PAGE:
U.S. Pat. No. 5,621,812 issued to Deaton et al. discloses a system and method for performing targeted marketing of retail customers. The disclosure of this '812 patent is substantially the same as the disclosure in '560. The incentives of '812 are “directed toward only the class of customers who meet said predetermined shopping history criteria, . . . contingent upon a customer meeting a predetermined future shopping criteria.”

Again this invention deals with a single point-of-sale system and method that is not networked with multiple points-of-sale beyond the individual store or store chain. Further the database of '812 tracks customer transactions limited to dollars spent and date of transaction.

U.S. Pat. No. 5,583,763 issued to Atcheson et al. discloses a system and method for determining possible undisclosed preferences of a customer. For example, the invention assumes that if two people have similar tastes in music, it is likely that the music preferences of one will be desired by the other. The invention discloses a system to match and weight a first customer's disclosed preferences with preferences of other customers to identify undisclosed preferences of the first customer. This invention does not disclose any form of tailored reward or incentive based on customer loyalty, is controlled by the point-of-sale retailer and is oriented to the music and entertainment industry.

U.S. Pat. No. 5,459,306 issued to Stein et al. discloses a system and method for providing coupons that are targeted to individual customers with the coupons containing promotional material and recommendations. The invention discloses maintaining a consumption history related to a customer, and explicitly targets particular customers. An objective is to predict the likely purchase for the consumer. The customer database that is disclosed includes birthday, address, children and past products consumed. The promotional material could include discount coupons and announcements. The network disclosed is limited to a single industry and most importantly, the reward system is controlled by the point-of-sale retailer.

U.S. Pat. No. 5,353,218 issued to De Lapa et al. discloses a system and method for generating and redeeming discount coupons for a selected consumer. The invention further discloses selecting future coupons for the selected consumer based on the coupons previously redeemed by the consumer. The invention discloses a form of micro marketing tailored messages to a particular consumer based upon unique characteristics of that consumer. Shopping habits are one of those unique characteristics. The invention discloses matching consumer purchases with consumer identification information like income and demographics. The invention also discloses the consumer identification information being voluntarily provided.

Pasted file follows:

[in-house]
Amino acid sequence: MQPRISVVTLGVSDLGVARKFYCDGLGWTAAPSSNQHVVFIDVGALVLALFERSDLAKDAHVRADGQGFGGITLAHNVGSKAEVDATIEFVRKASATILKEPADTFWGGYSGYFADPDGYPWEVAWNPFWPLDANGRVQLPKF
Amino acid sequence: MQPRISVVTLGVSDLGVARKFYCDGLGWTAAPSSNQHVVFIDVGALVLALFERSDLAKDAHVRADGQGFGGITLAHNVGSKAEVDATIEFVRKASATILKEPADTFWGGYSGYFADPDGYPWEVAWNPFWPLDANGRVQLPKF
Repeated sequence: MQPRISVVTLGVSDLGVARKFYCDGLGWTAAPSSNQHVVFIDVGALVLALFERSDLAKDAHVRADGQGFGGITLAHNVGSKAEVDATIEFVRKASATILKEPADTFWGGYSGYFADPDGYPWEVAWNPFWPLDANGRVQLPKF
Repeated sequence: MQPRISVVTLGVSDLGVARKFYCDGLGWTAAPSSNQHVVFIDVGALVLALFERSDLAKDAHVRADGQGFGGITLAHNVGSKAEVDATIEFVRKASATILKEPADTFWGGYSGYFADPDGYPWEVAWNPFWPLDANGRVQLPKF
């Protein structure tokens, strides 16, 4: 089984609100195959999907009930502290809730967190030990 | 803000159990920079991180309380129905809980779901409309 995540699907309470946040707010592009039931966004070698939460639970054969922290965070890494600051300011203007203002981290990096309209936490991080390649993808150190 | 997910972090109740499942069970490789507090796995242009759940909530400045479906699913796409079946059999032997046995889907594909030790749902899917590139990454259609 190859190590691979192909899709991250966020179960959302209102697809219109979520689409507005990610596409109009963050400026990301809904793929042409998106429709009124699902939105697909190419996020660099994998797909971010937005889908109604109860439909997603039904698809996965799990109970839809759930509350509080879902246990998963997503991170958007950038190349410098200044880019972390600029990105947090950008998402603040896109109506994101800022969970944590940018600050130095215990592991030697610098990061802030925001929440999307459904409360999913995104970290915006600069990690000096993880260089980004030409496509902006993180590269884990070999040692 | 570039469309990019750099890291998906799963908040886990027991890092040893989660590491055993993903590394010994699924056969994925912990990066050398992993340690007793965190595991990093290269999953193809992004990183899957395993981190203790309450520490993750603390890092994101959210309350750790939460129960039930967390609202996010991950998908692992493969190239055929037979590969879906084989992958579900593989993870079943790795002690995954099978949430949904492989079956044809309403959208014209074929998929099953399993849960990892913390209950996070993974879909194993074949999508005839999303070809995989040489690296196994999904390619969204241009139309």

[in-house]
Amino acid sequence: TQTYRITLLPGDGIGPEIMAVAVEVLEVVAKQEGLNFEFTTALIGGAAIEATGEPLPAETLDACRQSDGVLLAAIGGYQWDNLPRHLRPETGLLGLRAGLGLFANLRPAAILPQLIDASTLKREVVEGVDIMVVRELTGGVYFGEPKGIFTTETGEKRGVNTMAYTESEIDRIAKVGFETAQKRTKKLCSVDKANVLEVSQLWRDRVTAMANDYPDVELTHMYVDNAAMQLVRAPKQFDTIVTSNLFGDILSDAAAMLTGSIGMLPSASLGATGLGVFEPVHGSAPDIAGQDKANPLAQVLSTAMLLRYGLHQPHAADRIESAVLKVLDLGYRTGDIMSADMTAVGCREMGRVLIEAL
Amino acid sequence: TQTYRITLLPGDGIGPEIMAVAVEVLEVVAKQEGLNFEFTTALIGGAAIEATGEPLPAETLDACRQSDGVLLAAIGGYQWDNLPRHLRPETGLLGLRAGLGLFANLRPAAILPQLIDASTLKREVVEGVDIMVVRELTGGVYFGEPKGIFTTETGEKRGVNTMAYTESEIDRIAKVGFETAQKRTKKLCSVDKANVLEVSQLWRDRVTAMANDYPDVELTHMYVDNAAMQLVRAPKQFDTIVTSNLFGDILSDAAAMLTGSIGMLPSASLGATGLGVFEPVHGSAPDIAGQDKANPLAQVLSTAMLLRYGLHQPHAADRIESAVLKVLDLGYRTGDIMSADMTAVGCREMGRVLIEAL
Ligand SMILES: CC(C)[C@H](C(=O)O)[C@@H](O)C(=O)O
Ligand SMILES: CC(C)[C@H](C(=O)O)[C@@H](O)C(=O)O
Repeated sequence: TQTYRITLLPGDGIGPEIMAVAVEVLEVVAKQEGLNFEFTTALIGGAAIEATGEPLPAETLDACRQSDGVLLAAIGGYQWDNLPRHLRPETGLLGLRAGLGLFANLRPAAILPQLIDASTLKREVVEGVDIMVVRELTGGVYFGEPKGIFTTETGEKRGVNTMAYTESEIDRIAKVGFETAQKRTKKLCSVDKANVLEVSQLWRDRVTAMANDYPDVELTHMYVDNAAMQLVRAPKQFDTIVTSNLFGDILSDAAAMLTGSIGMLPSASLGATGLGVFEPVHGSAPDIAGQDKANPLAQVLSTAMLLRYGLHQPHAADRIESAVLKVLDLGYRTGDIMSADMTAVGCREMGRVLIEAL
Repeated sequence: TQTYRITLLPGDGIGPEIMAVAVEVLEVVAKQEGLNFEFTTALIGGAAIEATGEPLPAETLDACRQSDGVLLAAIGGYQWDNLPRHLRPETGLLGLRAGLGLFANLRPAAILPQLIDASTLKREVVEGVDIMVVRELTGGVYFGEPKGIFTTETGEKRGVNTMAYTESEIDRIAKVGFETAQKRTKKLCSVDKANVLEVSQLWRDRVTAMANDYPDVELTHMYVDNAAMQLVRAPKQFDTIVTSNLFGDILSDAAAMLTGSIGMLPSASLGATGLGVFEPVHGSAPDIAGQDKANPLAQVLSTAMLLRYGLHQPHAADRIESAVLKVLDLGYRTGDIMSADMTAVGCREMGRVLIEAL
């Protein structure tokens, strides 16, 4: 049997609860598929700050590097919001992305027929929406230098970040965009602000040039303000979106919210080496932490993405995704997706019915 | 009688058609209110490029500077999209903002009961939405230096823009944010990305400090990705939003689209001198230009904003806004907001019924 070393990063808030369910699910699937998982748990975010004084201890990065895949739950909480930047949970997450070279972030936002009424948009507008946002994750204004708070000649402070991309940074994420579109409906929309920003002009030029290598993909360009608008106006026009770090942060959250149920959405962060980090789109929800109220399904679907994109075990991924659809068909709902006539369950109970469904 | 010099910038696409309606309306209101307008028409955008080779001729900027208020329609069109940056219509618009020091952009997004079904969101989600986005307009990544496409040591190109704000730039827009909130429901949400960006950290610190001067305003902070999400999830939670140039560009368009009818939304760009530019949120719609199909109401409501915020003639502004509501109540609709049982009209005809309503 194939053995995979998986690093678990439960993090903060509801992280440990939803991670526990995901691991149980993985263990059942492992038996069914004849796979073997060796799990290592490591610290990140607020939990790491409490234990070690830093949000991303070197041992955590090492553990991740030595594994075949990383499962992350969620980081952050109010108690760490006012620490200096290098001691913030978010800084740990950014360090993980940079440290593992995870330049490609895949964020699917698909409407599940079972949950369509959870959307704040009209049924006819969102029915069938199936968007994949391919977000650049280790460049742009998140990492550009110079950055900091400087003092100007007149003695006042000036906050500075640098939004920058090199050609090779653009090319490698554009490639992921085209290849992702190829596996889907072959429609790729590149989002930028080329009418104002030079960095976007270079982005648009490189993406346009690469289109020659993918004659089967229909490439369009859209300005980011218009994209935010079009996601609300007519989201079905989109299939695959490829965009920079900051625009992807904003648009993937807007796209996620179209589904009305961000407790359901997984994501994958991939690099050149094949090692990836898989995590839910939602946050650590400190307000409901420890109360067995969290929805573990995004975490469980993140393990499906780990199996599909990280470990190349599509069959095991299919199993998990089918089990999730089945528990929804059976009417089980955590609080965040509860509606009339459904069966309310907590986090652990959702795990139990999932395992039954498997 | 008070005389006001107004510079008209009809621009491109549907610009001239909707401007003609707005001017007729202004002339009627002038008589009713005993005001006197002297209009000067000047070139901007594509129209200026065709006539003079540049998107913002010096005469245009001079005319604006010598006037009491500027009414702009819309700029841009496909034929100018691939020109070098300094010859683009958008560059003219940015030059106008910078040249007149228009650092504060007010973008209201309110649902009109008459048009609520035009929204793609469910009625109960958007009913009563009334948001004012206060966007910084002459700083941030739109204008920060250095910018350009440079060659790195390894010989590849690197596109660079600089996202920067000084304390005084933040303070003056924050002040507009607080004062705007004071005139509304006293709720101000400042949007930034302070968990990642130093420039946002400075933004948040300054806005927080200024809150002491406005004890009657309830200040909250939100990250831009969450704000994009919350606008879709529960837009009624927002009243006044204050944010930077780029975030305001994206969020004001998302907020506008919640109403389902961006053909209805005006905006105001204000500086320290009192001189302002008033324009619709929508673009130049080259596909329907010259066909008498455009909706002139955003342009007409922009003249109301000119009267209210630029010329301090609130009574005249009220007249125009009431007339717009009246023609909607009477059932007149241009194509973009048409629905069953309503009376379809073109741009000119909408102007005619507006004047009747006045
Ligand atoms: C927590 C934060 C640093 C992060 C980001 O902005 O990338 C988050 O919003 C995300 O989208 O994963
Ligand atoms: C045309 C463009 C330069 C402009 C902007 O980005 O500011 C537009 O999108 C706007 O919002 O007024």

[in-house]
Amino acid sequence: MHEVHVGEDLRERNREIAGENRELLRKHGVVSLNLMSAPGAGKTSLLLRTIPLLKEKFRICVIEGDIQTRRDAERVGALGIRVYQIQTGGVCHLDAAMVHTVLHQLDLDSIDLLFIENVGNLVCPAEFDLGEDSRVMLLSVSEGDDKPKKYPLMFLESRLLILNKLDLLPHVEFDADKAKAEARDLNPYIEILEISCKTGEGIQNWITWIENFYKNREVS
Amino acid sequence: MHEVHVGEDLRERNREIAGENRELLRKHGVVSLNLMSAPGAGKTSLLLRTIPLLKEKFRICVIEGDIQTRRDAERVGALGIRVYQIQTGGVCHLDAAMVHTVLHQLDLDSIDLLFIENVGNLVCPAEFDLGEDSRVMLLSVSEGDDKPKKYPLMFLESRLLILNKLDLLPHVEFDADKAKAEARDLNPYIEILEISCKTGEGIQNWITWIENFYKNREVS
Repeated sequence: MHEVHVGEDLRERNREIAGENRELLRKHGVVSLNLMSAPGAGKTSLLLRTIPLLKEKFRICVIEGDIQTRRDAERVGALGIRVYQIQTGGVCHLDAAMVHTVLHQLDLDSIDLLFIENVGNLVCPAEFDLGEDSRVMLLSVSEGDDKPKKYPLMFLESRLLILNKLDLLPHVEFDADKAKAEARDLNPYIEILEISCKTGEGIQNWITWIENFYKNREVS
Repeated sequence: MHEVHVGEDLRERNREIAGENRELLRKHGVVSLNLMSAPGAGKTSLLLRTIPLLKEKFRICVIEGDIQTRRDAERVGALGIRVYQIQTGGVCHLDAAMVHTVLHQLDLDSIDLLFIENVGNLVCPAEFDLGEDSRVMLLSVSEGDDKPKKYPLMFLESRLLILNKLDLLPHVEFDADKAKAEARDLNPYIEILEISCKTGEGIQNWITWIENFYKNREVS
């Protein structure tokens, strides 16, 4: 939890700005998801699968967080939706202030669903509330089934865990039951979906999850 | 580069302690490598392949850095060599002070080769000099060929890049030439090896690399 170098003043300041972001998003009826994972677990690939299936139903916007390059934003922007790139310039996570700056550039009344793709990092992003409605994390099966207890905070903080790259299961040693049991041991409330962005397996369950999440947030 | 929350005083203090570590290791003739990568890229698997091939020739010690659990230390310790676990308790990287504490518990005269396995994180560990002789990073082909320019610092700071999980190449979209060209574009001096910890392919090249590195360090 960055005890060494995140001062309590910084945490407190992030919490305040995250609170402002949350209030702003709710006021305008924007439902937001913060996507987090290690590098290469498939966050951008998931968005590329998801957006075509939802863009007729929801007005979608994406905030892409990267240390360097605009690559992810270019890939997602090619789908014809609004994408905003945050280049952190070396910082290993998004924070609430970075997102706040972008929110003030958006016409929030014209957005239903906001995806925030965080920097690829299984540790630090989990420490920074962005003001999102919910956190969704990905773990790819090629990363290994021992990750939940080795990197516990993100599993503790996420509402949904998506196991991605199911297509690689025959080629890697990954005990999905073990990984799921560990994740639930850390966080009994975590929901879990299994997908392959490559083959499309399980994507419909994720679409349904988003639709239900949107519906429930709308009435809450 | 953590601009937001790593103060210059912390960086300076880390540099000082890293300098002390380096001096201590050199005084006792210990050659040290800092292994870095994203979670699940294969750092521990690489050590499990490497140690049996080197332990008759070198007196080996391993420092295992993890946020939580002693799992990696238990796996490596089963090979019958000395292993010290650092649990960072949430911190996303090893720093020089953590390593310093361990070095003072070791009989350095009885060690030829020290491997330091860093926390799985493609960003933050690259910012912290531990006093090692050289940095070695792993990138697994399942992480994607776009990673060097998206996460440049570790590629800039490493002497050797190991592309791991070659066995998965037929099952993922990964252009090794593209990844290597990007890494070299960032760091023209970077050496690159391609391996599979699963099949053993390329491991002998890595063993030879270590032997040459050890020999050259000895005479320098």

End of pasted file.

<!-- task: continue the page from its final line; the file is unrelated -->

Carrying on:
Though an object of the invention is to induce the consumer to shop at the retailer participating in the system and increase the total purchases from that retailer, the invention also discloses providing higher coupon values to non-consumers than those provided to regular consumers. This process does not necessarily encourage the loyalty of existing customers. The invention further discloses a system that is organized and controlled by a particular retail establishment and is intended to increase the pool of customers who regularly use that particular store. There is no disclosure of cooperative marketing across product boundaries.

U.S. Pat. No. 5,056,019 issued to Schultz et al. discloses a system and method for providing manufacturer purchase rewards through automatic tracking of consumer purchases. This allows the manufacturer to track fulfillment and redemption of those purchasing incentives. An object of the invention is to automatically credit a consumer's purchase toward a purchase reward without use of the mail. Another object of the invention is reward of specific purchase behavior and increasing customer brand loyalty. There is no disclosure of a method to actively target consumers beyond redemption of their rewards. Further the invention relates to automated scanning of bar codes.

U.S. Pat. No. 4,872,113 issued to Dinerstein discloses a system and method for correlating product purchases and individual consumer data. The invention tracks purchases through automated scanning, like the UPC code, and identifies individual consumers through unique codes. Product information is related to individual consumer data to provide marketing reports to manufacturers, thereby improving market knowledge of the manufacturer and reducing cost to the retailer through gathering and relating the information. No disclosure of an incentive or reward system that will increase individual consumer loyalty through reward of their individual activities. Further, the invention is heavily dependant on the process of check cashing to correlate consumer information with product information.

In summary these references are predominantly point-of-sale methods that are heavily dependant on bar code scanning and many require check payment. They are controlled by the point-of-sale retailers rather than a neutral non-retailer or database provider/operator, and few provide for merchandising from numerous merchants.

What is needed to more effectively target consumers for specific marketing is a way to determine the spending profile of consumers for a variety of merchandise. Further, a system that allows consumers to receive advertisements for goods and services from a variety of merchants and service providers without regard to where prior purchases were made will more effectively suit the needs of consumers to receive the best deal on desired goods and services. Finally, in order to maximize the consumer response to offers, the best offer, geared to an individual consumer and presented over a channel of established communications with the consumer should be presented.